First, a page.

For a year Robyn and I took jumping lessons together. I would drive down once a week and we would load the horses up for the short trip down the road to our trainer’s barn.

Ready to roll, 2013

Ready to roll, 2013

Unfortunately, driving an hour and a half each way to ride was not a sustainable plan. Plus, much as I loved Cochise, our goals were diverging- he was getting older, with a bit more arthritis, and still stressed a lot over going to new places. Meanwhile I was dreaming of more jumping, and eventually eventing.

So I decided to start riding nearer to home, and Cochise stayed at his perfect home, teaching lessons and continuing to lord over a growing herd.

Winter 2013

Winter 2013

I am so thankful that my horse-my best friend-has such a wonderful place to be and thrive. Robyn has given Cochise the best of care and the finest life a horse could want- lots of time outside being a horse, a job to do, and plenty of doting attention. I miss him, but it’s wonderful to know that I can visit anytime I want, and that Cochise is happy, healthy, and has a forever home.

Cochise - 2014:4

April 2014

 

Yesterday

Yesterday

Post Moving Ponies

I packed up my horses and hobby stuff around the end of January in preparation for our February move. After we moved, I was busy for a while unpacking, shopping for furniture, and a hundred other little post-moving tasks. But then… I started to get the itch to work on horses. I really missed it.

At that point our only available work surface was the kitchen island, which was also where we prepped and ate meals and a catch-all for household detritus. But I managed to make it work. With most of my supplies still in boxes it was possible to get out the necessary items for a work session and then re-store them away during meals.

kitchen island studio

The kitchen island studio

Last fall I got two new resins that I was very excited to paint- Wee Wyakin, as a trade-commission deal, and Covenant Renewed, as a birthday gift from my parents. I’d bee working on prepping them before we packed up, and I was excited to get them out again.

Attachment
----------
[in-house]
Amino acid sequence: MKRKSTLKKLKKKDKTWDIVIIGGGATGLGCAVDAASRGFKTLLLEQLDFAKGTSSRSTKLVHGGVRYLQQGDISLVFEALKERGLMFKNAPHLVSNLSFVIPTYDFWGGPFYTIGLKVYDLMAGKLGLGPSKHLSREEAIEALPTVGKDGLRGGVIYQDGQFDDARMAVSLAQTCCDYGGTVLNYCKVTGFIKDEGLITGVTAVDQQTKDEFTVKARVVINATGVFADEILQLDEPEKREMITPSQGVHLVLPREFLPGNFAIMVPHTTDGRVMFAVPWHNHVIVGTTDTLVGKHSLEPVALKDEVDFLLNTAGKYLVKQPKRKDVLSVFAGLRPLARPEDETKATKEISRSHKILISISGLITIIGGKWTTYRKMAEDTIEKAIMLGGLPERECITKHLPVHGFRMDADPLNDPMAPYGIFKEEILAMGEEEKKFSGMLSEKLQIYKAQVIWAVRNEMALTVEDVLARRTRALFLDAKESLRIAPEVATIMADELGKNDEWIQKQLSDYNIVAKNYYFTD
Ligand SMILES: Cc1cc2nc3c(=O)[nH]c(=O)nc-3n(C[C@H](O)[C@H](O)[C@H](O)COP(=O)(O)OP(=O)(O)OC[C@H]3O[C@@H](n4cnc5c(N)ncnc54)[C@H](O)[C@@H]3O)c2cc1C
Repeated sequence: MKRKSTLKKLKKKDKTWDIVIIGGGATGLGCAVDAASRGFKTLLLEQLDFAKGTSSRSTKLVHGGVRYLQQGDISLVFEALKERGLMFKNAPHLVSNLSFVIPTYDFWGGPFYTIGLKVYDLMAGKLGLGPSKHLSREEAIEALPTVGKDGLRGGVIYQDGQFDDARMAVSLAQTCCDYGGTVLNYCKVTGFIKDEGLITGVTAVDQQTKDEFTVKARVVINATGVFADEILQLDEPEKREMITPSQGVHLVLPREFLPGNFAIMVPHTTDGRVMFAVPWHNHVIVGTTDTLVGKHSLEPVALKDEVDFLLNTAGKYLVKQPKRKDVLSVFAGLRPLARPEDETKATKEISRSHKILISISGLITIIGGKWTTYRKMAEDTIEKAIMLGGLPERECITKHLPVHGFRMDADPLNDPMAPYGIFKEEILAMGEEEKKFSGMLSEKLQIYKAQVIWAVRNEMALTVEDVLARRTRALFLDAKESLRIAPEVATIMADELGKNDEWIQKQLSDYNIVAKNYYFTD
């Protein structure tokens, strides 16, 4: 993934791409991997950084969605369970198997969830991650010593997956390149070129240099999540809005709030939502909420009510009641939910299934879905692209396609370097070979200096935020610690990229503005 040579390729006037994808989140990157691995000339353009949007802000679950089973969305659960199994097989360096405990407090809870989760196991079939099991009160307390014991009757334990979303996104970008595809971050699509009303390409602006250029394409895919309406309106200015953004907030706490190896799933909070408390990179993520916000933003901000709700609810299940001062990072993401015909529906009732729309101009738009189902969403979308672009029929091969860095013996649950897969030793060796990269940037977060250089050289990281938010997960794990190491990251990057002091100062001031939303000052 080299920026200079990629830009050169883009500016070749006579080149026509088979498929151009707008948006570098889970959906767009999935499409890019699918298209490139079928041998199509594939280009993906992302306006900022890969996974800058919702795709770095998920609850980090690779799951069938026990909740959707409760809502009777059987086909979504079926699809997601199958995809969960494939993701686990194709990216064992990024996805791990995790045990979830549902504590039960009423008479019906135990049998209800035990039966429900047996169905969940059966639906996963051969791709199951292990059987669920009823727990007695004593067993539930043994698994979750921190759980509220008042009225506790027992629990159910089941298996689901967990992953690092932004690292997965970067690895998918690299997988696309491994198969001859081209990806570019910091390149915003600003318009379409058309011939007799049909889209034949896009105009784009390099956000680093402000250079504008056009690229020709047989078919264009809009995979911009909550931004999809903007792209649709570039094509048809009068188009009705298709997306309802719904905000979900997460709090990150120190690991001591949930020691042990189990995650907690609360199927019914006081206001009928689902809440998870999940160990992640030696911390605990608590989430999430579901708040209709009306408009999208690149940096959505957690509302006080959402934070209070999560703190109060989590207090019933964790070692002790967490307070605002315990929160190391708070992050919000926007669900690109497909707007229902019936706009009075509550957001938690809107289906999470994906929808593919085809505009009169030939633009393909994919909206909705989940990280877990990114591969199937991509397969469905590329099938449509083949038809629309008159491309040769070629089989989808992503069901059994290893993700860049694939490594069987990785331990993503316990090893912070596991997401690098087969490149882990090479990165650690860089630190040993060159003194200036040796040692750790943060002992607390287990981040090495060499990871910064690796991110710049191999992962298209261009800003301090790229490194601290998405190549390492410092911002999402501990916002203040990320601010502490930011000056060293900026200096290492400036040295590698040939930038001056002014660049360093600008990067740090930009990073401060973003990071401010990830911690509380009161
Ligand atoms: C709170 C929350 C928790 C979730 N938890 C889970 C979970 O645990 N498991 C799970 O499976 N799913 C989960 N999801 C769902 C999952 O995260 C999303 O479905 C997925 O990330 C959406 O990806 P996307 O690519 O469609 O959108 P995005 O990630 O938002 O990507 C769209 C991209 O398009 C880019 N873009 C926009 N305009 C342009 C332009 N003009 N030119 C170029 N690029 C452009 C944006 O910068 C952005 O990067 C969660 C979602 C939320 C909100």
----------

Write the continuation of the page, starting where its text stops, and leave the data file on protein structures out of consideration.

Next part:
It was wonderful to be painting again. My Wee Wyakin was destined for a complicated semi-leopard pattern, which is lots of fun to paint. And Covenant Renewed, the Morgan stallion of my dreams, was slated for a deep luscious bay.

Wee Wyakin (or Pollyanna Plaudit, as she is named) was done in a combination of acrylics, pastel, and pencil, with many, many layers of work.

Pollyanna wip 1

Starting the first layer of hairing and leopard spots

Pollyanna wip 2

Staying safe in the tea cupboard

Pollyanna wip 3

Roaning continues…

Pollyanna wip 5

Starting to look like the references, but far from done.

I had a show coming up in April, and at the last minute (at least, by customizing standards) I decided I could get my Morgan, Salty Captain, done too. I have less photos of his process but he went from funky…

Funky Captain

…to hunky in a matter of weeks.

Beautiful in Bay

Just in time to win his class at NW Expo too!

NW Expo 2014

I’m so happy to have added these two lovelies to my growing resin collection!

Begin Again

I put this blog on official hiatus last January when I realized that work, moving, and starting at a new barn were keeping me too busy. My models and supplies were put away in preparation for our move, and I spent my weekends at the barn teaching lessons or at home packing boxes.

moving boxes

Helper cat is helpful

We moved into our new home in February. Painting, cleaning, unpacking, and organizing kept us busy. In April my dream came true and we had a studio built into a nook. I eagerly documented the process so I’d be able to share it here.

finished studio

My new studio

At the end of April, I got sick, and I didn’t get better. Once again I found myself turning to models as a mental escape from frustrating exhaustion and depression. I couldn’t ride, but at least I had performance showing goals to work towards in the few hours a day I wasn’t sleeping.

So although I’d meant to start blogging again after we moved in, I didn’t. But I worked toward getting better. By the end of the summer I was feeling well enough to attend a live show. By September I was riding again. Today, I think I’m more or less back to normal, health-wise.

Despite the illness, it’s been a great year. We love our new condo and our urban life. I’m back to my regular hours at work, tackling new and exciting projects. I’m riding regularly and falling in love with a little dun gelding. I’ve had some great hobby successes and have exciting goals for the future.

Sweet Onion Live 2014

Sweet Onion Live 2014

And as of right now, I’m blogging again! I’ve been keeping up with the other hobby blogs during my absence from the blogosphere, and I am constantly excited, inspired, and in awe of other hobbyists’ dedication to sharing their experiences. I know I wouldn’t be where I am today in the hobby without this generosity, and I want to be able to reciprocate. I may not be up to blogging as much as I did before my hiatus, but at least I’ll be posting again.

I particularly want to give a shout out to a couple specific people whose blogging has been inspirational to me over the last few months. To Jennifer Buxton, whose dedication to blogging and willingness to share is unparalleled. To Sarah Minkiewicz-Breunig, whose honest and heartfelt post about her depression and her hobby journey resonated with me deeply- and made me want to buy an OF Breyer. And finally to Grace Ledoux, whose awesome hobby blog I recently discovered, whose mini tack is amazing, and whose thankful note pushed me to finally write this.

Thank you everyone! I’m excited to be back.

thumbs up jump 1 copy